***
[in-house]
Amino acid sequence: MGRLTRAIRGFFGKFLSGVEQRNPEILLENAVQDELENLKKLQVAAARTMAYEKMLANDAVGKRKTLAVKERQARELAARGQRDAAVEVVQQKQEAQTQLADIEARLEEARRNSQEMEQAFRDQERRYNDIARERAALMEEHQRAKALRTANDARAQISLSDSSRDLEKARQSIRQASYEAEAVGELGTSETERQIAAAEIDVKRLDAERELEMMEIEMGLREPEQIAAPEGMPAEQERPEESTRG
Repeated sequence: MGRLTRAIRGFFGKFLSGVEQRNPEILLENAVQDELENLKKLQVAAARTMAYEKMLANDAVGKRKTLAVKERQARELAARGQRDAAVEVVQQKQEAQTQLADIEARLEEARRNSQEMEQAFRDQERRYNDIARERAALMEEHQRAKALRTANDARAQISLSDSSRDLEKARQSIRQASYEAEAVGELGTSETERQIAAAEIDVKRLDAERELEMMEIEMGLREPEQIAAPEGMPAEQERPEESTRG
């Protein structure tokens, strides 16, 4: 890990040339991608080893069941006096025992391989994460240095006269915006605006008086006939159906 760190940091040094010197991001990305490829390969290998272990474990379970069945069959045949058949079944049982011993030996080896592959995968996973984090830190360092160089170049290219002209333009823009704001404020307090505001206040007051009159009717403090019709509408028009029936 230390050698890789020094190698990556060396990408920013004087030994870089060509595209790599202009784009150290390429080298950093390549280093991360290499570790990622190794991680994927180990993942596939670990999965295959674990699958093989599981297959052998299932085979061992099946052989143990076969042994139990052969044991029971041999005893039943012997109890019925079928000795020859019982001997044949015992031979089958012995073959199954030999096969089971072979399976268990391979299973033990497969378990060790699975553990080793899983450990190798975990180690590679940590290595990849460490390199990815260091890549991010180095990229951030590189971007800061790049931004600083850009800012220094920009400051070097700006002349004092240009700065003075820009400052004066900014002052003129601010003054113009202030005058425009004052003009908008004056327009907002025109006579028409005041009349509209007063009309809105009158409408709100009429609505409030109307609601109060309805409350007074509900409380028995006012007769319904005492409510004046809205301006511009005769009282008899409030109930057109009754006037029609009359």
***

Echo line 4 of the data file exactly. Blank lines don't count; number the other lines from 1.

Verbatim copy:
């Protein structure tokens, strides 16, 4: 890990040339991608080893069941006096025992391989994460240095006269915006605006008086006939159906 760190940091040094010197991001990305490829390969290998272990474990379970069945069959045949058949079944049982011993030996080896592959995968996973984090830190360092160089170049290219002209333009823009704001404020307090505001206040007051009159009717403090019709509408028009029936 230390050698890789020094190698990556060396990408920013004087030994870089060509595209790599202009784009150290390429080298950093390549280093991360290499570790990622190794991680994927180990993942596939670990999965295959674990699958093989599981297959052998299932085979061992099946052989143990076969042994139990052969044991029971041999005893039943012997109890019925079928000795020859019982001997044949015992031979089958012995073959199954030999096969089971072979399976268990391979299973033990497969378990060790699975553990080793899983450990190798975990180690590679940590290595990849460490390199990815260091890549991010180095990229951030590189971007800061790049931004600083850009800012220094920009400051070097700006002349004092240009700065003075820009400052004066900014002052003129601010003054113009202030005058425009004052003009908008004056327009907002025109006579028409005041009349509209007063009309809105009158409408709100009429609505409030109307609601109060309805409350007074509900409380028995006012007769319904005492409510004046809205301006511009005769009282008899409030109930057109009754006037029609009359």